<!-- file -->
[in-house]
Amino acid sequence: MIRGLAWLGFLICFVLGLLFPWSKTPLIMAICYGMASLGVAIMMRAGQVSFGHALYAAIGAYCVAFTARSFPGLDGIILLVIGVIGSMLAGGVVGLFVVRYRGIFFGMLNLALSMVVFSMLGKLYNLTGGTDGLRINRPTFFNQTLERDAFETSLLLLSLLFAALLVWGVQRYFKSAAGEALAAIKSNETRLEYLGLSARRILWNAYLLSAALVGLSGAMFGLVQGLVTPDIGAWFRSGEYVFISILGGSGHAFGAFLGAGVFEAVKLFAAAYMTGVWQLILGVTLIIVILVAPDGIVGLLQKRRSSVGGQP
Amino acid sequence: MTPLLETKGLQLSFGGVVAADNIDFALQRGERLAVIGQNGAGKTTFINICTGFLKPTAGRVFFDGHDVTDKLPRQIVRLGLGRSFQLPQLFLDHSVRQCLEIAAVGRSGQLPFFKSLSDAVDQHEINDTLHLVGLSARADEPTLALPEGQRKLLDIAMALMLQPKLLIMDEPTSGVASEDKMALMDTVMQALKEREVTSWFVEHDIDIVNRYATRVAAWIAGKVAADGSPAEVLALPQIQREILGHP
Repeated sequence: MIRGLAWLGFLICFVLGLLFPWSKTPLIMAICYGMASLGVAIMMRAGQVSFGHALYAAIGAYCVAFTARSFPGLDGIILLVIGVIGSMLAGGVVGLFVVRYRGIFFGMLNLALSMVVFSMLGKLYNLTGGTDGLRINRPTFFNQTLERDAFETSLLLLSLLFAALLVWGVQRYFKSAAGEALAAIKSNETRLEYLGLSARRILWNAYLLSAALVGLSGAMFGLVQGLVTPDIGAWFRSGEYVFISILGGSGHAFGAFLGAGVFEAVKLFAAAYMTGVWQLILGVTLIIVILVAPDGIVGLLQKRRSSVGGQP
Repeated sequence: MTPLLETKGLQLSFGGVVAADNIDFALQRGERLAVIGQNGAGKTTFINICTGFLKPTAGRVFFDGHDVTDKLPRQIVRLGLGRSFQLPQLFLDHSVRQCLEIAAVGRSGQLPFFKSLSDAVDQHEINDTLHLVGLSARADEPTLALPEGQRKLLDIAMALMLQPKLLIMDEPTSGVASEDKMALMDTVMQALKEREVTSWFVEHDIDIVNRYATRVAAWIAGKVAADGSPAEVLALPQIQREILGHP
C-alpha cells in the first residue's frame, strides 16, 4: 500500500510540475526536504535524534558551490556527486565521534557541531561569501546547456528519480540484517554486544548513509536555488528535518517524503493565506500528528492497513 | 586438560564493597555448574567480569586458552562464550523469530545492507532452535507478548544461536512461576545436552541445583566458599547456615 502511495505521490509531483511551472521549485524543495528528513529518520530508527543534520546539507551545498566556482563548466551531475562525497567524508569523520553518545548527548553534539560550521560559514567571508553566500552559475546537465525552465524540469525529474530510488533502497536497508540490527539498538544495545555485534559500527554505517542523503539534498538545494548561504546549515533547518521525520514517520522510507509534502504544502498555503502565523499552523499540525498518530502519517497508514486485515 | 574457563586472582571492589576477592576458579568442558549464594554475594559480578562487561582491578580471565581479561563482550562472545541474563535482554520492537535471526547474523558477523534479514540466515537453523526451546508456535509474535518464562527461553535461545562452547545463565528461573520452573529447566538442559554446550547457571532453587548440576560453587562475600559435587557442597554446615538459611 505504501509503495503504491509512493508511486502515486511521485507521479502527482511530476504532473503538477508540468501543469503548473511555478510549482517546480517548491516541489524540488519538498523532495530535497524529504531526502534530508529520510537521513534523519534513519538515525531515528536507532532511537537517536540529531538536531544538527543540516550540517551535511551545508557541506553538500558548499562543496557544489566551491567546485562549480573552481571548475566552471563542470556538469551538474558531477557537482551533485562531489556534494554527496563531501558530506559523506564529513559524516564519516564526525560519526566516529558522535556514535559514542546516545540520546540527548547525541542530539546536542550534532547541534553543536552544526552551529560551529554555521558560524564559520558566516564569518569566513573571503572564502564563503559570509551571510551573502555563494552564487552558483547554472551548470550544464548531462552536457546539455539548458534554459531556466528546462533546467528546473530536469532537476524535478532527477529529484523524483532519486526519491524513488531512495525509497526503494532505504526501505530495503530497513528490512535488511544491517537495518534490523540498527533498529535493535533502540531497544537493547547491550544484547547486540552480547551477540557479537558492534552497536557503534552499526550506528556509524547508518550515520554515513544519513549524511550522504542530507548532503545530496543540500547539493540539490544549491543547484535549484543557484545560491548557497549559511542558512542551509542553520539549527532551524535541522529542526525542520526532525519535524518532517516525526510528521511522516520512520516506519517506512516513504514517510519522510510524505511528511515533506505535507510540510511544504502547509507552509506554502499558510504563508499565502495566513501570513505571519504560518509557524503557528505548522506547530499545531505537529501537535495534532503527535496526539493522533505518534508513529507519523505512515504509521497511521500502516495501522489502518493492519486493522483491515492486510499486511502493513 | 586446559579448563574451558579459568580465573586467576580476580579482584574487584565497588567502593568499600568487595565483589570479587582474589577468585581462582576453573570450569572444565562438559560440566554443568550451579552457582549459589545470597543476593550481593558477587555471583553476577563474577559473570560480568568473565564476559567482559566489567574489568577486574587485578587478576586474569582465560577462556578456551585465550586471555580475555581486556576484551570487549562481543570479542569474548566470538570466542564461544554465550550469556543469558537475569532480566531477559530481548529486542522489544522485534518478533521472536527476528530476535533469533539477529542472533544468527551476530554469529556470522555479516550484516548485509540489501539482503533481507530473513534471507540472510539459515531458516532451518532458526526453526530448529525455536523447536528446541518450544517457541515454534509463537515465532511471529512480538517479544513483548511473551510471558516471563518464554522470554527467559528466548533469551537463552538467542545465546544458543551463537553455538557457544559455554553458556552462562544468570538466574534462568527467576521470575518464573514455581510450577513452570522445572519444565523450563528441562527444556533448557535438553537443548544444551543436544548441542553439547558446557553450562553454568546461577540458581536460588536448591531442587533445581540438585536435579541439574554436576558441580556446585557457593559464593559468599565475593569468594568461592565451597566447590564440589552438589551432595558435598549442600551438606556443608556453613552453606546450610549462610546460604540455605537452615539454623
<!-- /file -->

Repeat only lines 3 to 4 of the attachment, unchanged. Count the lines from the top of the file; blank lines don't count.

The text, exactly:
Amino acid sequence: MTPLLETKGLQLSFGGVVAADNIDFALQRGERLAVIGQNGAGKTTFINICTGFLKPTAGRVFFDGHDVTDKLPRQIVRLGLGRSFQLPQLFLDHSVRQCLEIAAVGRSGQLPFFKSLSDAVDQHEINDTLHLVGLSARADEPTLALPEGQRKLLDIAMALMLQPKLLIMDEPTSGVASEDKMALMDTVMQALKEREVTSWFVEHDIDIVNRYATRVAAWIAGKVAADGSPAEVLALPQIQREILGHP
Repeated sequence: MIRGLAWLGFLICFVLGLLFPWSKTPLIMAICYGMASLGVAIMMRAGQVSFGHALYAAIGAYCVAFTARSFPGLDGIILLVIGVIGSMLAGGVVGLFVVRYRGIFFGMLNLALSMVVFSMLGKLYNLTGGTDGLRINRPTFFNQTLERDAFETSLLLLSLLFAALLVWGVQRYFKSAAGEALAAIKSNETRLEYLGLSARRILWNAYLLSAALVGLSGAMFGLVQGLVTPDIGAWFRSGEYVFISILGGSGHAFGAFLGAGVFEAVKLFAAAYMTGVWQLILGVTLIIVILVAPDGIVGLLQKRRSSVGGQP